I am a born and raised Canadian now living and working in the UK. Having been in the UK for over two years, I tend to draw comparisons between the UK’s National Health Service (NHS) and the Canadian health system. Before I start here with my commentary, I want to point out that, despite its imperfections, I am quite happy with our Canadian system. I have even dedicated a part of my career to improving it after working as a healthcare consultant in Canada for many years. Of course, comparing the NHS with Canada’s system is not exactly comparing apples to apples, but there are a number of similarities (tax-based, publically funded systems) that make it an interesting mental exercise on a Sunday morning over a coffee.
As most of us know, health care dollars are usually in short supply and become increasingly scarce in difficult economic times. As a health economist, I have been trained to use economic evaluations to assess how such scarce resources can be allocated most efficiently.
It is most often the case that economic evaluations are incorporated in health technology assessments (HTA), which is a tool used by jurisdictions globally to systematically analyze the short and long term consequences (e.g., social, economic, ethical, legal) of health interventions. In Canada, the Canadian Agency for Drugs and Technologies in Health (CADTH) oversees our national HTA process, the Common Drug Review (CDR). The outputs of HTA, including the CDR, are then used by decision makers to determine which health intervention should be introduced, and in some cases paid for, in the system.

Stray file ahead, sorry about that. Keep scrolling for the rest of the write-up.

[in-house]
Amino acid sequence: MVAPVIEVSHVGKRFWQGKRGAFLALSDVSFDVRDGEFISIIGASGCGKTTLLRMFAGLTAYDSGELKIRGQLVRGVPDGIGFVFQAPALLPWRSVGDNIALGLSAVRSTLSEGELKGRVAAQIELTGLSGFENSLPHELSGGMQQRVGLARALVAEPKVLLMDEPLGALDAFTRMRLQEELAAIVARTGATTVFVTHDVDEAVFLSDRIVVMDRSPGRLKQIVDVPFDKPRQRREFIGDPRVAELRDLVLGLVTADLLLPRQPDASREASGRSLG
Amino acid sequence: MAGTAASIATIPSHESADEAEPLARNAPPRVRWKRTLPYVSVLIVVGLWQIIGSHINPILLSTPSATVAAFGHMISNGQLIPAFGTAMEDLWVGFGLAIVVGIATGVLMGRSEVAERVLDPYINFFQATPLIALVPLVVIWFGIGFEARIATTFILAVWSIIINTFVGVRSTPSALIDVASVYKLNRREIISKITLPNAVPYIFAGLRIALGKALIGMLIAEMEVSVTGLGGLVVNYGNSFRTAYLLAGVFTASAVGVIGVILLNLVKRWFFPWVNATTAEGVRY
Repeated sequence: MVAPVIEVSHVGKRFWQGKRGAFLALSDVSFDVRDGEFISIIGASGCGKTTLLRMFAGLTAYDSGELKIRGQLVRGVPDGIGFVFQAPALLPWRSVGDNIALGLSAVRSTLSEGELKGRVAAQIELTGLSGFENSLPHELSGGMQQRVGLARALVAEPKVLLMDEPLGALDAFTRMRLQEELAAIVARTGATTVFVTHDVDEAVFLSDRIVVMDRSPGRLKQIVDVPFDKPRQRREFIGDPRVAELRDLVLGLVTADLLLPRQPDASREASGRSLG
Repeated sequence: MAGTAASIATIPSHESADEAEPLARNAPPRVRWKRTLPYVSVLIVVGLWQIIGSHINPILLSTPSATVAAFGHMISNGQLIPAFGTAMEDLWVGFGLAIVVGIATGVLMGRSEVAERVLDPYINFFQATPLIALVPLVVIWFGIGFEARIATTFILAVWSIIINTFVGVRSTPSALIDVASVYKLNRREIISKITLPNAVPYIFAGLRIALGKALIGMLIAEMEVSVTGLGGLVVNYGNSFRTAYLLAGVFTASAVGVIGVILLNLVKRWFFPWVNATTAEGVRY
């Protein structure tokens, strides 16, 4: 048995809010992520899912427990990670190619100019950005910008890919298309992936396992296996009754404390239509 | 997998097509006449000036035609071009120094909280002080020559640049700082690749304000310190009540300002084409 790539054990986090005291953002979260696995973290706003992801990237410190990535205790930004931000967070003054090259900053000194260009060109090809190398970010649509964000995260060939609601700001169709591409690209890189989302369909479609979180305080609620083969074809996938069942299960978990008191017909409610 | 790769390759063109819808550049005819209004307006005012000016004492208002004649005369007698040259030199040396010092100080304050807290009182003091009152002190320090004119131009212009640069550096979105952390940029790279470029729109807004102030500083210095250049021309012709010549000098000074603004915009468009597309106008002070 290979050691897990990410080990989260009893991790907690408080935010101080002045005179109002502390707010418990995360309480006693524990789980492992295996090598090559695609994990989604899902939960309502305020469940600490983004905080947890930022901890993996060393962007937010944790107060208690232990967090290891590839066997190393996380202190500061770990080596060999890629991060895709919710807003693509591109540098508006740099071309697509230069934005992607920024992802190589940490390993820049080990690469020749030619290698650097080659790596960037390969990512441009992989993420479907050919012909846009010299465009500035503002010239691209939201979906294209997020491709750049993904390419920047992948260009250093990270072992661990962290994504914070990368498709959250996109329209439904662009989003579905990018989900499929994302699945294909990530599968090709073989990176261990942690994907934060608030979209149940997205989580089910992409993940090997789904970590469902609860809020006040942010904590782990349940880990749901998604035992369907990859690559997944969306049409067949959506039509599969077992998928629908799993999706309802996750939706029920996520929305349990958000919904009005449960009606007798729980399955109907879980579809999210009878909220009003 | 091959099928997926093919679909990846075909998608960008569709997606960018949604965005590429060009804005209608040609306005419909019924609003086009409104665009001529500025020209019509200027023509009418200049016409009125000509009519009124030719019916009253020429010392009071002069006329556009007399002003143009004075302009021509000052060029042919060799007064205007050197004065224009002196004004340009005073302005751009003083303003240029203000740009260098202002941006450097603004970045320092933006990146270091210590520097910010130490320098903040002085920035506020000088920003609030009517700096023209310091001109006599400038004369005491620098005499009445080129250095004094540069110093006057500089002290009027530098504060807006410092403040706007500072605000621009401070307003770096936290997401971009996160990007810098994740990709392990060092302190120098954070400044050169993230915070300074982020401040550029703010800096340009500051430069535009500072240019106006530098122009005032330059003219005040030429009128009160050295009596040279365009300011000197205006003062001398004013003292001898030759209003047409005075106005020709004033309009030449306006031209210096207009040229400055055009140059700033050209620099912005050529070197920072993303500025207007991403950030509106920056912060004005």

Recently, I have taken a bit of an interest in how jurisdictions capture the nebulous “social” and “ethical” dimensions in HTAs. One way, used by the UK, has been to involve the public in HTA processes. However, the importance and the value of engaging the public in national HTA is a widely debated and contentious issue. Some key arguments for public engagement include the need for transparency, accountability and equity. Conversely, the key challenges cited include a lack of awareness of such national processes by the public, resistance from HTA agencies, lack of budget and potential conflict of interests.
The CDR has recently introduced a couple of initiatives to engage the public, which I believe is a good start. The main public engagement mechanism is the Patient Input Initiative, established in 2010. Under this initiative, patient groups (organizations that are registered to represent patient populations) have the opportunity to submit evidence on patient experience around current treatments (e.g., effectiveness, side effects) and thoughts on the new intervention (e.g., potential improvements in quality of life, willingness to accept side effects). In theory, any patient evidence that is submitted is then considered when making final CADTH recommendations.
Since the start of the initiative, the percentage of appraisals conducted for coverage decisions that included patient group input was 48% (in an analysis of the data until mid-August 2012). The lack of engagement from patient groups on behalf of the appraisals highlights some of the key challenges (e.g., lack of knowledge from patient groups). Furthermore, a review of the documents shows that some indications received more public responses than others (for instance, epilepsy received more than twice as many responses per submission than most other indications). This may potentially result in some under-funded patient groups feeling disempowered.